How much do you think the authoritarian character of the last years of Erdoğan’s presidency has affected these elections?

We can say that the Gezi Park protest of 2013 was a turning point for Turkish society. I believe that the protest reflected very well people’s increasing anger towards Mr. Erdoğan’s authoritarianism. As for Mr. Erdoğan, there will always be people who love him and people who dislike him. What we saw during these last elections is that the liberals have turned their back on Erdoğan. I think that the ongoing economic problems that Turkey is currently facing might be the biggest concern for the population. And all these will be tested during the new election.

How does China look at this situation? Since former Premier Wen Jiabao’s visit in 2010, China has become Turkey’s third largest economic partner, after Russia and Germany, while at the geopolitical level in 2012 Turkey obtained the symbo- lic position of dialogue partner within the Shanghai Cooperation Organization (SCO). Despite this, Turkish public opinion is the least favorable towards China in the Middle East, because of its close religious and ethnic ties with the Uyghurs, a Turkic-speaking Muslim minority living in China’s far western region of Xinjiang, which has been facing cultural and religion suppression under Chinese rule. Just a few weeks ago there were protests in front of the Chinese Embassy in the capital Ankara, following Thailand’s decision to deport some hundred Uyghurs back to China. President Erdoğan visited Beijing in July to restore confidence between the two countries.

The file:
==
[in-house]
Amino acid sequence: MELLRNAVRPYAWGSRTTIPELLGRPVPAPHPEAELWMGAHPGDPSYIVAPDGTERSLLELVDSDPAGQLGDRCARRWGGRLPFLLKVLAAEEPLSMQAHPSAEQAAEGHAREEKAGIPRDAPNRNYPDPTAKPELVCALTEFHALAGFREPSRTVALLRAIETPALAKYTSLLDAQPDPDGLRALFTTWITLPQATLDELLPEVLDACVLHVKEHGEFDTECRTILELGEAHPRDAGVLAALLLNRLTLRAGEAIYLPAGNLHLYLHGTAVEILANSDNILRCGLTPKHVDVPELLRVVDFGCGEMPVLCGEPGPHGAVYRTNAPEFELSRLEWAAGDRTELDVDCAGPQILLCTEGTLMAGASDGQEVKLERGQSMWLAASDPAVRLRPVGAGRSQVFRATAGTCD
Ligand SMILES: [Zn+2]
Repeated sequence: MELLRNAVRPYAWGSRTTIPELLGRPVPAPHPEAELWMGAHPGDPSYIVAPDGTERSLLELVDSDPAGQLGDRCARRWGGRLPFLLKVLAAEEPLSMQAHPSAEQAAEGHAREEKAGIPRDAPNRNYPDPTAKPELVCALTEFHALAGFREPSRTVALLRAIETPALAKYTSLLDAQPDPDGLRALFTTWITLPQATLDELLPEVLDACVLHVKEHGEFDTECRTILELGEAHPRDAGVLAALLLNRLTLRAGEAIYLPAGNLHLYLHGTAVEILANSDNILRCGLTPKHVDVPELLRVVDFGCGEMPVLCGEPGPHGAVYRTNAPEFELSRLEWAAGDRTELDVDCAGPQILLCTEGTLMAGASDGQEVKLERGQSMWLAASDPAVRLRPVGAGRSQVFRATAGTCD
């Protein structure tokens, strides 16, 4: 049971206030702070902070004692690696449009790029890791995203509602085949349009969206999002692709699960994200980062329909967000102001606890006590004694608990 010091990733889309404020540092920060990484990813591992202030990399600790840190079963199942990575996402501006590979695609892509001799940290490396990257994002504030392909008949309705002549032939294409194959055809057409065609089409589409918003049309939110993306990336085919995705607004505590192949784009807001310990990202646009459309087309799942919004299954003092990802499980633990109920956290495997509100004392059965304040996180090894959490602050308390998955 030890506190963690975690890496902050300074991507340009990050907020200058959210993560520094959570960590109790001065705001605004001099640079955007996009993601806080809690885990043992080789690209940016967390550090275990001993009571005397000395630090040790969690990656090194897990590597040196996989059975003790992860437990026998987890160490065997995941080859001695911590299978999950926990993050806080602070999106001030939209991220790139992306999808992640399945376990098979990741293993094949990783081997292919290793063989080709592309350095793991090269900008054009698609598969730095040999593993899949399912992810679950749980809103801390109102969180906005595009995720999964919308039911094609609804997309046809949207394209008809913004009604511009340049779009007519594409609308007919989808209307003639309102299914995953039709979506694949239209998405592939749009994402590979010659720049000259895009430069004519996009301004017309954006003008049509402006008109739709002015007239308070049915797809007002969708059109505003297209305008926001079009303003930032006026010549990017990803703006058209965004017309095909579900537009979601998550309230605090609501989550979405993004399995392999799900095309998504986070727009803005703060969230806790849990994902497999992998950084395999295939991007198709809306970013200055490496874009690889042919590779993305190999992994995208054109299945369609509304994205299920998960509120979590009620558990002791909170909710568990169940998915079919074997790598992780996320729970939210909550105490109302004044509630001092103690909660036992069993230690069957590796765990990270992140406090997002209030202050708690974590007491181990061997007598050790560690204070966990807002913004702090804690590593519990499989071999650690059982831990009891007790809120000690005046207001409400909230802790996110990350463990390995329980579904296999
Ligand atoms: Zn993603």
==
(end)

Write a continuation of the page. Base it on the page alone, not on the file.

A stable Turkey is fundamental for strengthening bilateral economic relations with China. So far the relations between the two countries have been normal, but two main issues – the imbalances in trade (over USD 18 billion in 2012), and the Uyghur issue – continue to raise concerns. Turkey is still firmly anchored to the West, but it is also turning east as it rebalances its foreign policy. As for the situation you mentioned, Turkish diplomats in Southeast Asia were found to be involved in the Uyghurs’ flight from China. Beijing considers this a state activity which risks damaging the bilateral relationship between Turkey and China. Turkish leaders have to realize how China defines its core interests. As for Erdoğan’s visit, I think there was something new in it. For example, Erdoğan mentioned the East Turkistan Islamic Movement as a terrorist group. There are some people in China who see this as a change of attitude by the Turks towards the complicated Uyghur issue. The direct dialogue between the two State leaders is important both for the mutual understanding of their different ideas and for restoring trust.

The creation of a research center like the CMAS can be pivotal for a better comprehension of China’s growing role in the Mediterranean Sea.

Yes, the creation of an institute like the Center for Mediterranean Area Studies at the best university in China will greatly help the development of this field of research. The Mediterranean is rich in terms of economy and culture and has nurtured the development of the world’s major civilizations. Our center is a pioneering institute and will definitely serve the needs of China in establishing closer links with all Mediterranean countries.